We had some awesome adventures: waking up at night with hyenas sniffling at the side of the tent, or watching from the rooftop as they approach the barbeque after we've vacated the area. Then there was the elephant that walked straight through our camp!
We did not feel threatened at any time, as big game view the car and tent as one big animal (or obstacle) and avoid it completely. From other campers we heard of elephants actually lifting their huge feet over tentlines so as to avoid them!
Camping rooftop is a wonderful way of experiencing the bush!
Our last night in Botswana was spent here at the Lodge, after the previous 2 nights were in the Grounds of this particular place at Nokalodi Tented Camp. A gentle extraction from the bush one might say.
Huge rooms, ensuites and even a hairdryer! Super surroundings, pool, bar, wild animals roaming the grounds, superb service and friendly staff.
A hide to sit in enjoying sunset, a walk to the hilltop reveals wonderful views or sit by the edge of the Limpopo river taking in the beautiful surroundings.
We loved it here, a bush world in one place.
A lovely Lodge, set on the banks of the Chobe River. The confluence of the Chobe and Zambezi is just 2km away and at Kazungula, the nearby village, Botswana, Zimbabwe, Zambia and Namibia meet.
A trip to Vic Falls is possible from here or as we experienced a sunset cruise on the Chobe River.
Clean, welcome place to stay after camping, ensuite facilities and swimming pool, albeit a rather cold one in September.
Picturesque and relaxing.
Take breakfast on the restaurant verander over looking the Chobe River.
Woodlands was a stopover for us en route to Tuli, equally it is used for various other destinations, such as the Vic Falls and the Kalahari. It is situated on the banks of the Tati river, self catering bungalows with braai facilities in the garden. It also has electricity, so we felt quite spoilt but at the same time transported back to the western world, not something all of us embraced whilst enjoying bush life. It was also the only place we had to set alarms and a guard was on duty, this due to the fact it was based just outside of Francistown, as in most country's the cities are where the trouble begins. Having said that, our stay was great.
There was divided opinion about the accommodation between us but the worst comment was that it was too much like being back in suburbia and the best one was exactly the same, 'it's great because it's like being back in suburbia'...such was the mix of our group.
It was a lovely property, well equiped, well decorated and I in particular LOVED the verander, it's just the sort I see myself on in a rocking chair in old age, or indeed with grandchildren running around on, fabulous.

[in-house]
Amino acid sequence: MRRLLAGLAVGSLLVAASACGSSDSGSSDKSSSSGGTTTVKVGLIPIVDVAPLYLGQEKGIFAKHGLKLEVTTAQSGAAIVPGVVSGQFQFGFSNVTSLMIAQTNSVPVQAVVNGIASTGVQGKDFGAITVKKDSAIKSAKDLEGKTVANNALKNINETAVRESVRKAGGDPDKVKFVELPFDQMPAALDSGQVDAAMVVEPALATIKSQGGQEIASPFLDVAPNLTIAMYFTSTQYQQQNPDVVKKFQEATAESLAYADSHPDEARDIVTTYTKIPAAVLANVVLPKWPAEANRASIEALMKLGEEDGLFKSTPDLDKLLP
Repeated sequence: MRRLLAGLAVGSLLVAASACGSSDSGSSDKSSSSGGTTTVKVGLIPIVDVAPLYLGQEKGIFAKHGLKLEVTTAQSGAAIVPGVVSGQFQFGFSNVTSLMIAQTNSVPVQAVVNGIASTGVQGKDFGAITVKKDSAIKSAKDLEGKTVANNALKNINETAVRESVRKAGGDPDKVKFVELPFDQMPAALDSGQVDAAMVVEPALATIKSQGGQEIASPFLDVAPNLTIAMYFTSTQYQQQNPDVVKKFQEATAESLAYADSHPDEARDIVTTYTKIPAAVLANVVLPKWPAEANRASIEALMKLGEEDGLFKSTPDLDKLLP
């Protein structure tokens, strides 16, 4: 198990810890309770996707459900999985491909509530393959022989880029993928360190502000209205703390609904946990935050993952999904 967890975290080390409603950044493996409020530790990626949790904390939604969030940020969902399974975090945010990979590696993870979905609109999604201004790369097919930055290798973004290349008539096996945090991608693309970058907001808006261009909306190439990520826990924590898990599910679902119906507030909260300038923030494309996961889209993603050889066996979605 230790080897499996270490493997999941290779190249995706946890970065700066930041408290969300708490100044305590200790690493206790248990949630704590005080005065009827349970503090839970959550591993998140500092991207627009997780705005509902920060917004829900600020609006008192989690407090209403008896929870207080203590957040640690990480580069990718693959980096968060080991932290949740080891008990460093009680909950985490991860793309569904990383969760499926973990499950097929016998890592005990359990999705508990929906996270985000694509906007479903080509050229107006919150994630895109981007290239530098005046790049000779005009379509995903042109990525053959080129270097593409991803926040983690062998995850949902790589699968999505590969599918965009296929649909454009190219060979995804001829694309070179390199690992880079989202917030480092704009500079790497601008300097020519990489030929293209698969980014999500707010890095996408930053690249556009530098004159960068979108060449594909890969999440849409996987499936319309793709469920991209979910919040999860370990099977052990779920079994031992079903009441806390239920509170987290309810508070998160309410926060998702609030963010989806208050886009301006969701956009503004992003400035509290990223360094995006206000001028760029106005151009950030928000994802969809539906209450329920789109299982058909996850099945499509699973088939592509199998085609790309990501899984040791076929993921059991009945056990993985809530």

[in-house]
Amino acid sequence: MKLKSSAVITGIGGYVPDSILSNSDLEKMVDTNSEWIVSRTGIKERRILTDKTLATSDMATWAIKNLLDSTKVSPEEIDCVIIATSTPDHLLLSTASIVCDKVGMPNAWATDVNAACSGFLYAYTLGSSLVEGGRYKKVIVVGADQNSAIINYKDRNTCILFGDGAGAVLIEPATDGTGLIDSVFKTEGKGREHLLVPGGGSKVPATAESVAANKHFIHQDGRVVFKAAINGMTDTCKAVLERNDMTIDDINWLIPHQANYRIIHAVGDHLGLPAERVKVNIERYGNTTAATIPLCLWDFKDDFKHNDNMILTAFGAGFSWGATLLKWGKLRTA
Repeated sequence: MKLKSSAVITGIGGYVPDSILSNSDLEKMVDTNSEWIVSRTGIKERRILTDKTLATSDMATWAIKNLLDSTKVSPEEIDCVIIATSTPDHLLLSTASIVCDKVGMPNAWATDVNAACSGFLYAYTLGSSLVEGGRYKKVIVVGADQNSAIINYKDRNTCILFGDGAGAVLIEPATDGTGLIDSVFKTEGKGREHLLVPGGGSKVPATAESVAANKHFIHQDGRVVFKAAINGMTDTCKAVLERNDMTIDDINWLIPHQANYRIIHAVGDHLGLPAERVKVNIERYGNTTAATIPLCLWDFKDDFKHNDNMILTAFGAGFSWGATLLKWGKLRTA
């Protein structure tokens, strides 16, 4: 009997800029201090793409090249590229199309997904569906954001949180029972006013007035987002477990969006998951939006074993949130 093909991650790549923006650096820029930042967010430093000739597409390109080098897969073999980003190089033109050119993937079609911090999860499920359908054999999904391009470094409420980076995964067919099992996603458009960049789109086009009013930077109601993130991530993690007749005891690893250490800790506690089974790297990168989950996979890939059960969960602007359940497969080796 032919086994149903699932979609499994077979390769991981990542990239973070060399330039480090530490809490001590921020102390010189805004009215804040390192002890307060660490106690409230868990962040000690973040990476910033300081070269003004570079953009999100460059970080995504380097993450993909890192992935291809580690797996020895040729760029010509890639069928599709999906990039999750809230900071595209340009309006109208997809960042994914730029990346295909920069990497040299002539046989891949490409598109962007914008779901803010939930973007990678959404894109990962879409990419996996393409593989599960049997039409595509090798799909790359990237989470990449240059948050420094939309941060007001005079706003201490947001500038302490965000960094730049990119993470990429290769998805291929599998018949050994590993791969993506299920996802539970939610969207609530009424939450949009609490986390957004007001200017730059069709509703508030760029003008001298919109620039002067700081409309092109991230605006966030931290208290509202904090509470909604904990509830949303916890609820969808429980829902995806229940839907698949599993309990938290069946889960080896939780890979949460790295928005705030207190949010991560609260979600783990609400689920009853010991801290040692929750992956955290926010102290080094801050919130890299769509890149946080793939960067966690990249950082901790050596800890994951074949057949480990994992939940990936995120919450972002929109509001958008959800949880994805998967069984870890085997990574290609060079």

Woodlands also has camping sites and well maintained ablution block.
There is a pool and entertainment deck.
Breath taking, absolutely breath taking, I almost don't want to reveal too much about this place, to keep it as a surprise for unsuspecting guests, or indeed just keep it a secret so it does not get too popular, I however, believe the owner would not allow it to become an overpopulated hotspot, down to his keen conservational views.
The wonderful character that is David (Dugmore) founded this camp and keeps it run in traditional ways: bucket showers, bush basins, bed pans for emergencies in the night, tents that are set in kraal style fencing. It's a hidden camp that merges into the bush itself, staff are, as expected in Botswana, friendly, casual and knowledgeable.
The view over the dry Boteti river is awesome, it just has to be seen to be described.
Tents are well thought out, very comfortable and overlook lovely views of the Boteti River, they each have a seperate shower area with view and a separate flush loo set within stunning designs. We spent far too short a period here and should we return we would indeed have 2 or maybe 3 nights here to take advantage of quad biking in the Makgadikgadi National Park or Nxai Pan National Park and time to relax in the surroundings of Meno a Kweno itself.
The camp I believe came to be, due to Davids passion to the bush and it's creatures. The Boteti river has not flowed since 1993, (it is expected to flood once more this year), David through much debate, stamina and determination developed several watering holes for animals inside of the dry river. He had watched so many animals perish he resolved to prevent further deaths due to thirst and the end result has been a camp overlooking the watering holes on the Boteti river edge, all having begun from family and friends going to visit to see what David had achieved. All down to his sheer hard work and passion, without government assistance, he has put back into Botswana what so easily could have dwindled away. Meno a Kwena is set on the edge of the Kalahari Game Reserve, who also gave no assistance in this work. David took to building up the Water for Life project, his first priority, his second the camp but that said, the campsite facilities are superb.